Wednesday, August 20, 2008

Oracle : Resolving ORA-29275: partial multibyte character

Data might sometimes get corrupted and when accessing can result in error:

In case data volumes are huge, its difficult to pin point the row which is causing this. Though, there is strategy for doing this.

sql > set autotrace traceonly statistics
sql> execute query (select column from table)

This will show you how many rows are processed before the error occured.

22787220 rows selected.
6295 recursive calls
0 db block gets
65041120 consistent gets
10050575 physical reads
0 redo size
4195673524 bytes sent via SQL*Net to client
10634511 bytes received via SQL*Net from client
1519151 SQL*Net roundtrips to/from client
108956 sorts (memory)
0 sorts (disk)
22787220 rows processed

So, you can create an duplicate table and delete these many rows ,i.e., 22787220 records using rownum.

then you again run the query and check how many further records are selected before corrupt data is encountered. This way you can single out the data which is causing issue. Generally this kind of data corruption occurs as a result of DB upgrades.

How to fix:

A simple straight way is to delete the record. but that means loosing information.

Following could be done to resolve this:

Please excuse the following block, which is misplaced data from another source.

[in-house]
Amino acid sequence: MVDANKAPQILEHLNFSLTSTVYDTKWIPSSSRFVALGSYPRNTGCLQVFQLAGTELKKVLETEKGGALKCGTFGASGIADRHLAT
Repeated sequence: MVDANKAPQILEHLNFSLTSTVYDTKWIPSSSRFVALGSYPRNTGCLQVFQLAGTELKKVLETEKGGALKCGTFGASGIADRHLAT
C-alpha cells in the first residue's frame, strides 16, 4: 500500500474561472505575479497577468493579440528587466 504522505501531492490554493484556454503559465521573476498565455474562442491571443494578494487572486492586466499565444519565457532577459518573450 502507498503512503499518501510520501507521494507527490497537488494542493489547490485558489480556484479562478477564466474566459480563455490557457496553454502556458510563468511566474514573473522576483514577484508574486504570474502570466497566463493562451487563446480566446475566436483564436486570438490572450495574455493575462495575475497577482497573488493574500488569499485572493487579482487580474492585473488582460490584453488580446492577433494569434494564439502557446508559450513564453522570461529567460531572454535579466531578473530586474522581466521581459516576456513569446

update table set column=column||'';

i.e., append empty string to the column and that is corruption is fixed without any loss of it.

similar exercise can be done for number type columns. they generally result in end-of-file on communication channel.

you can check the corruption of it by dumping its canonical form.

sql >select column, dump(column) from table.
---- --------------------------------------------------
1 Typ=2 Len=21: 193,2,1,1,1,1,1,1,1,1,1,1,1,1,1,1,1,1,1,1,1

actual dump should have been "193,2", no trailing "1"s.

these records also can be updated to get them return to normal canonical form.

update table set column=column + 1 - 1;

Friday, August 1, 2008

Oracle : storing strings in multibyte character format

Creating tables using varchar2 datatype by default allocates specified value in bytes. That means if one is storing multi-byte character then you may not be able to store all the characters as some character might be multi-byte i.e taking 2 bytes per character.

We can store multibyte charater strings with specified number of characters using CHAR along with the varchar2 datatype. e.g
Create table lingual ( text varchar2(2o) CHAR);

this way you can store up to 40 bytes or 20 multibyte characters in column text.

To find out how many characters a column of a row has, use length() function. This will return the number of character, multibyte or single byte.

Use lengthb() to determine the number of bytes the column value contains.